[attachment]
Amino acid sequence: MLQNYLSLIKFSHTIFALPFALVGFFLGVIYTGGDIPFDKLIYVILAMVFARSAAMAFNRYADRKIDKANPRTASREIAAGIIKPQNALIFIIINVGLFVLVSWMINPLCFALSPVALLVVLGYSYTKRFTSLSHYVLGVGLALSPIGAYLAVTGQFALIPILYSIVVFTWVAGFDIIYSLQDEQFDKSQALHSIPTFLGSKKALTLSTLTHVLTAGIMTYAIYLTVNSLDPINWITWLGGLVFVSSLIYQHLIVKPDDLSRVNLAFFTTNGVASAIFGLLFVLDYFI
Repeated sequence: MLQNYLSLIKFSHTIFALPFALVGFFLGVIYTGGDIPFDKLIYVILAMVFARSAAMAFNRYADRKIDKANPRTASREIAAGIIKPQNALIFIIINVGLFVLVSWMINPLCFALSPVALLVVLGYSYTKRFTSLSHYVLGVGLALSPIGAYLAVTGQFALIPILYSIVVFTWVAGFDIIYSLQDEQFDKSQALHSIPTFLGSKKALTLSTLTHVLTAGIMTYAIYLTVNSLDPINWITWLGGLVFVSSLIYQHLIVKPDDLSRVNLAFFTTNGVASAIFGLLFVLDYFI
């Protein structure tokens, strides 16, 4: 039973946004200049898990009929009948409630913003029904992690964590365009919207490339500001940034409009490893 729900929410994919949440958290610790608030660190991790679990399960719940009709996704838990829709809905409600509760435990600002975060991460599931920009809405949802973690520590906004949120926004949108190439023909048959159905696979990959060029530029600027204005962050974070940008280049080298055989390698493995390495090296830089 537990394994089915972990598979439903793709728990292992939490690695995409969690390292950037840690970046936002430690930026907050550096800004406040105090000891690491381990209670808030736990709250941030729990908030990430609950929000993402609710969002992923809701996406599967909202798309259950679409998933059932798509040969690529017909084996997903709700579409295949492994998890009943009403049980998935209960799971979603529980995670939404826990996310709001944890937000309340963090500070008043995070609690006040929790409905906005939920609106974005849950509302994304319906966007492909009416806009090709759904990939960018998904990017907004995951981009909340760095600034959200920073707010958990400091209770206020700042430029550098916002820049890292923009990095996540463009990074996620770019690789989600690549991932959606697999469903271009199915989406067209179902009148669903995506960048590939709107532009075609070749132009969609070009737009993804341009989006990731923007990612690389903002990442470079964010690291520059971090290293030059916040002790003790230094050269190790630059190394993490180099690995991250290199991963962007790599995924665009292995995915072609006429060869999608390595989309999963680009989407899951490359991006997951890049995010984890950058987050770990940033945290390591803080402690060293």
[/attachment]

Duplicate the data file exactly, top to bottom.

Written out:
Amino acid sequence: MLQNYLSLIKFSHTIFALPFALVGFFLGVIYTGGDIPFDKLIYVILAMVFARSAAMAFNRYADRKIDKANPRTASREIAAGIIKPQNALIFIIINVGLFVLVSWMINPLCFALSPVALLVVLGYSYTKRFTSLSHYVLGVGLALSPIGAYLAVTGQFALIPILYSIVVFTWVAGFDIIYSLQDEQFDKSQALHSIPTFLGSKKALTLSTLTHVLTAGIMTYAIYLTVNSLDPINWITWLGGLVFVSSLIYQHLIVKPDDLSRVNLAFFTTNGVASAIFGLLFVLDYFI
Repeated sequence: MLQNYLSLIKFSHTIFALPFALVGFFLGVIYTGGDIPFDKLIYVILAMVFARSAAMAFNRYADRKIDKANPRTASREIAAGIIKPQNALIFIIINVGLFVLVSWMINPLCFALSPVALLVVLGYSYTKRFTSLSHYVLGVGLALSPIGAYLAVTGQFALIPILYSIVVFTWVAGFDIIYSLQDEQFDKSQALHSIPTFLGSKKALTLSTLTHVLTAGIMTYAIYLTVNSLDPINWITWLGGLVFVSSLIYQHLIVKPDDLSRVNLAFFTTNGVASAIFGLLFVLDYFI
């Protein structure tokens, strides 16, 4: 039973946004200049898990009929009948409630913003029904992690964590365009919207490339500001940034409009490893 729900929410994919949440958290610790608030660190991790679990399960719940009709996704838990829709809905409600509760435990600002975060991460599931920009809405949802973690520590906004949120926004949108190439023909048959159905696979990959060029530029600027204005962050974070940008280049080298055989390698493995390495090296830089 537990394994089915972990598979439903793709728990292992939490690695995409969690390292950037840690970046936002430690930026907050550096800004406040105090000891690491381990209670808030736990709250941030729990908030990430609950929000993402609710969002992923809701996406599967909202798309259950679409998933059932798509040969690529017909084996997903709700579409295949492994998890009943009403049980998935209960799971979603529980995670939404826990996310709001944890937000309340963090500070008043995070609690006040929790409905906005939920609106974005849950509302994304319906966007492909009416806009090709759904990939960018998904990017907004995951981009909340760095600034959200920073707010958990400091209770206020700042430029550098916002820049890292923009990095996540463009990074996620770019690789989600690549991932959606697999469903271009199915989406067209179902009148669903995506960048590939709107532009075609070749132009969609070009737009993804341009989006990731923007990612690389903002990442470079964010690291520059971090290293030059916040002790003790230094050269190790630059190394993490180099690995991250290199991963962007790599995924665009292995995915072609006429060869999608390595989309999963680009989407899951490359991006997951890049995010984890950058987050770990940033945290390591803080402690060293």